New for 3.7 is the image browser. Similar to other apps, you can now go into contact details and view all of the images in your conversation. I’ll add the ability to clear these out and manage space in the future.
If you have talked to me on XMPP you will notice that I often switch accounts. I keep four active accounts, two accounts on two different server platforms each that I test with the most (Prosody and ejabberd). I am a big fan of dogfooding, as in using my own product to see where the pain points are for users. This is often what spurs me to go in and fix something seemingly random. It annoys me.
I originally stated the end goal of this app was to be a replacement for expensive SMS plans. That was a decade ago, I now want to have a respectable open source alternative to WhatsApp and Facebook Messenger. This current iteration of Monal will be “done” when someone can just tell their family and friends to contact them on Monal. You shouldn’t have to explain much else. If you do then there is something to fix. This often requires me to find a balance on default settings that preserve privacy but cause the least amount of friction for users. I know from experience (and a decade of metrics I’ve collected) that every additional screen in setup causes a a large drop off in users. Every additional exposure to the of the inner workings of XMPP (e.g. the roster, online/offline e.g.) causes people say this isn’t user friendly and drop off. If you are wondering what the product direction for Monal on iOS is, it is a balance between secure and private and simple. This may be infuriating at times to other people who are techies but bear with me, if we can get more people to use XMPP, it is better for everyone.
There are about 25,000 devices using the Monal push sever at the moment. The good news is there have been very few errors on the server and my AWS instances have been able to handle this traffic without problems. This also provides me with a lot of data points for the effectiveness of push. For most people it near 100% reliable. I am trying to nail down some issues with notifications. I think I have found issues on both prosody and ejabberd’s push modules and will file bugs to work with the developers. They are two different issues, prosody servers seem to send hundreds of extra pushes and will drain your battery (this is especially true if you have group chats, which is how I found this). The battery drain at times is pretty terrible. On an iPhone X it was using 20% of my battery at least and was running for 14 hrs in the background. Ejabberd in comparison uses maybe 1% battery in a day with a few min in the background. Interestingly the bug I have found in ejabberd is the opposite, occasionally, for example at night, when there is a prolonged period of inactivity, some pushes do not arrive and there isn’t a notification for the message.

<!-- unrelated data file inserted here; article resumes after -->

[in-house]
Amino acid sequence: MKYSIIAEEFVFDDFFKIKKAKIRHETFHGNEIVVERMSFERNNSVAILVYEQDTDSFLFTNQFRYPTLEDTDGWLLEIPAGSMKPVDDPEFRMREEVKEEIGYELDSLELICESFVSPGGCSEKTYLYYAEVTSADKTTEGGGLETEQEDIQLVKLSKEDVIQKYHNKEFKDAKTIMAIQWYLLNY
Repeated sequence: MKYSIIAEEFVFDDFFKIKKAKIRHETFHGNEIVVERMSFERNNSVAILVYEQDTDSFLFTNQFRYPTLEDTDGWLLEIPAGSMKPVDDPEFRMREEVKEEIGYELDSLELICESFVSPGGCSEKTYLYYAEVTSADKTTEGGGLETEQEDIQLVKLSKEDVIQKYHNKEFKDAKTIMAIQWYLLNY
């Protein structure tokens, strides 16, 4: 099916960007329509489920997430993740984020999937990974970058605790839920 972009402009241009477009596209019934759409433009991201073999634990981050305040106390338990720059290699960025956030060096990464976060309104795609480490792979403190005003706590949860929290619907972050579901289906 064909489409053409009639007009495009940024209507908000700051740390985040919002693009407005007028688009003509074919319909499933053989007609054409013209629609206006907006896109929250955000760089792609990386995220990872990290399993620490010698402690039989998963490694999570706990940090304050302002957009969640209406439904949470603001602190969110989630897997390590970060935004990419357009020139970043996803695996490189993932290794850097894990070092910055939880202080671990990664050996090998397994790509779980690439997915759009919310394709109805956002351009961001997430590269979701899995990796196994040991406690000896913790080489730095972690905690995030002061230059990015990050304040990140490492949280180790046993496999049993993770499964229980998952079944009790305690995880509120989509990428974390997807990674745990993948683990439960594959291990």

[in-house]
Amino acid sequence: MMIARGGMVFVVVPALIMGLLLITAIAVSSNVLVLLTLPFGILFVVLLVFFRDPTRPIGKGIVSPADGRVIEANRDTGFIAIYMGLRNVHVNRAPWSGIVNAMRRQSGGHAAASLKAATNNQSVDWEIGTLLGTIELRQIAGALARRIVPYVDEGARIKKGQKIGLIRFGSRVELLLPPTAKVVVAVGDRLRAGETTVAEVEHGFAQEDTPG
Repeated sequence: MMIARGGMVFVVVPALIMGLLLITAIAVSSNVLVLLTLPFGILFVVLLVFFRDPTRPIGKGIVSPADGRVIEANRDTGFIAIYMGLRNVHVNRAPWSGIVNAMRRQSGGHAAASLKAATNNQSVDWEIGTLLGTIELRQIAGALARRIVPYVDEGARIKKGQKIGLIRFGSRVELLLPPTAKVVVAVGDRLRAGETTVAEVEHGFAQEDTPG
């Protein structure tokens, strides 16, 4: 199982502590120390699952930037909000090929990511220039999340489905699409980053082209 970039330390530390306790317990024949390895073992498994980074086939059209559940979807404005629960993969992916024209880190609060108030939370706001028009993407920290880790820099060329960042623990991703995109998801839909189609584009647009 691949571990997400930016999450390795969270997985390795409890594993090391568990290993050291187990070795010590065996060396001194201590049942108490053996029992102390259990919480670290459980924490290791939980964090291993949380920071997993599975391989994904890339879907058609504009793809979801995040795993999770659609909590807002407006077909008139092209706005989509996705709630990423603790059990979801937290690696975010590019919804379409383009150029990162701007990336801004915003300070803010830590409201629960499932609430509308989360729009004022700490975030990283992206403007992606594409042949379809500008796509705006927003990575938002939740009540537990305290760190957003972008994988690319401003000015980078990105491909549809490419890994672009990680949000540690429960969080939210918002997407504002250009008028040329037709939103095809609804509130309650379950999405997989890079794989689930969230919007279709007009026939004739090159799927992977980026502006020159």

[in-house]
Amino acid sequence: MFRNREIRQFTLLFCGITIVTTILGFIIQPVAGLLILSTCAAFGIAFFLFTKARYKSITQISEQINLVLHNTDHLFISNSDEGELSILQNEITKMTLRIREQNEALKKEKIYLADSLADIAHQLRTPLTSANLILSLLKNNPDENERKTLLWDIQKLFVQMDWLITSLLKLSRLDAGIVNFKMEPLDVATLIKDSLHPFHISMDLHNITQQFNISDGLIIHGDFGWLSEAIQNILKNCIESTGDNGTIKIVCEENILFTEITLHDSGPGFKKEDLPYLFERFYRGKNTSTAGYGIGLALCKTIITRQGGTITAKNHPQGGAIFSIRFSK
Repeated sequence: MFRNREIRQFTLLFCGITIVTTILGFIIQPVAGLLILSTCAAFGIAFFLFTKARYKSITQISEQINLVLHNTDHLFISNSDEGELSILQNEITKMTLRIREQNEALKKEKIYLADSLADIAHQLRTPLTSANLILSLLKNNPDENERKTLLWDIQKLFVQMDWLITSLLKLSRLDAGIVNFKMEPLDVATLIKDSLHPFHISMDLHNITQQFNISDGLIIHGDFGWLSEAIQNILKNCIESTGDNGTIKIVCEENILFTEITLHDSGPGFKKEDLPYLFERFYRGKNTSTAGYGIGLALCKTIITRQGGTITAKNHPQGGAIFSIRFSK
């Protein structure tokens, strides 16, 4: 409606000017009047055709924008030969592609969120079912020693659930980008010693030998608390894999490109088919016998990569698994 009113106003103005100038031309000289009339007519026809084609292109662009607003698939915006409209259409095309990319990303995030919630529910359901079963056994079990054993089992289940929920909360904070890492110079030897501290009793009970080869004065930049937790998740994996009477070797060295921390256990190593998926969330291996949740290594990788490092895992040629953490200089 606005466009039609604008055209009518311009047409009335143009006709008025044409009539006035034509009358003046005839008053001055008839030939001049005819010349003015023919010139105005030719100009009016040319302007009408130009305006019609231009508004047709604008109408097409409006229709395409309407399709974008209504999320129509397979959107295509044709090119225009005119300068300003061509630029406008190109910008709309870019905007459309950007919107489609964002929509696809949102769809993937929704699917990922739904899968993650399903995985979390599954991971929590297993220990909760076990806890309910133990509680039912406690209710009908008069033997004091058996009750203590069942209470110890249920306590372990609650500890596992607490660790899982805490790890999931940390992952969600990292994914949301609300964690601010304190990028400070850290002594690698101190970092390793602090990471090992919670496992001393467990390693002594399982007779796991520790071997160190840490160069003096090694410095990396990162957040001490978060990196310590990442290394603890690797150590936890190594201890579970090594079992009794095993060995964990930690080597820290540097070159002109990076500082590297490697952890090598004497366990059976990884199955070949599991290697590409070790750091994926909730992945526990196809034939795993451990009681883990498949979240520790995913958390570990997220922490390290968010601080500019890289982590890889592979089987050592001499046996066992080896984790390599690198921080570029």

If you want to help me test things out, feel free to send messages to any of these addresses:
As I’ve mentioned in the past, a focus of Monal development going forward is going to be improving the UI/UX. I have been thoroughly modernizing many components of the app that have been largely untouched for years. Notifications and image handling is one of them. This is how I added the aesgcm: encrypted link support as well as grouped notifications. Building on that, I have updated notifications to show a preview of the image (which is transparently decrypted in the background) as well as showing the senders name instead of the JID.
There are several bug fixes coming in the next release. I have been working in improving OMEMO and i think I have identified the issue preventing some people from starting new sessions. I am also fixing performance issues in the image handling introduced by the aesgcm links. After those are resolved I will add support for sending aesgcm links for attachments. In the process of looking at performance I have noticed higher then expected battery use when connected to some prosody servers. I hope to work with the server side developers to figure out whats going on there. Generally speaking it appears to me to be due to push notifications sent for more than just new messages. I am also testing with ejabberd to see if there is a problem there as well. Genreally speaking though I believe that XEP-0357 that defines how this is supposed to work is flawed and needs to be updated. It is very trusting and does not give the actual app developer the ability to regulate pushes based on the capabilities of his app. A few minor changes to the specification would let us make something that can compete with the experience of proprietary chat clients.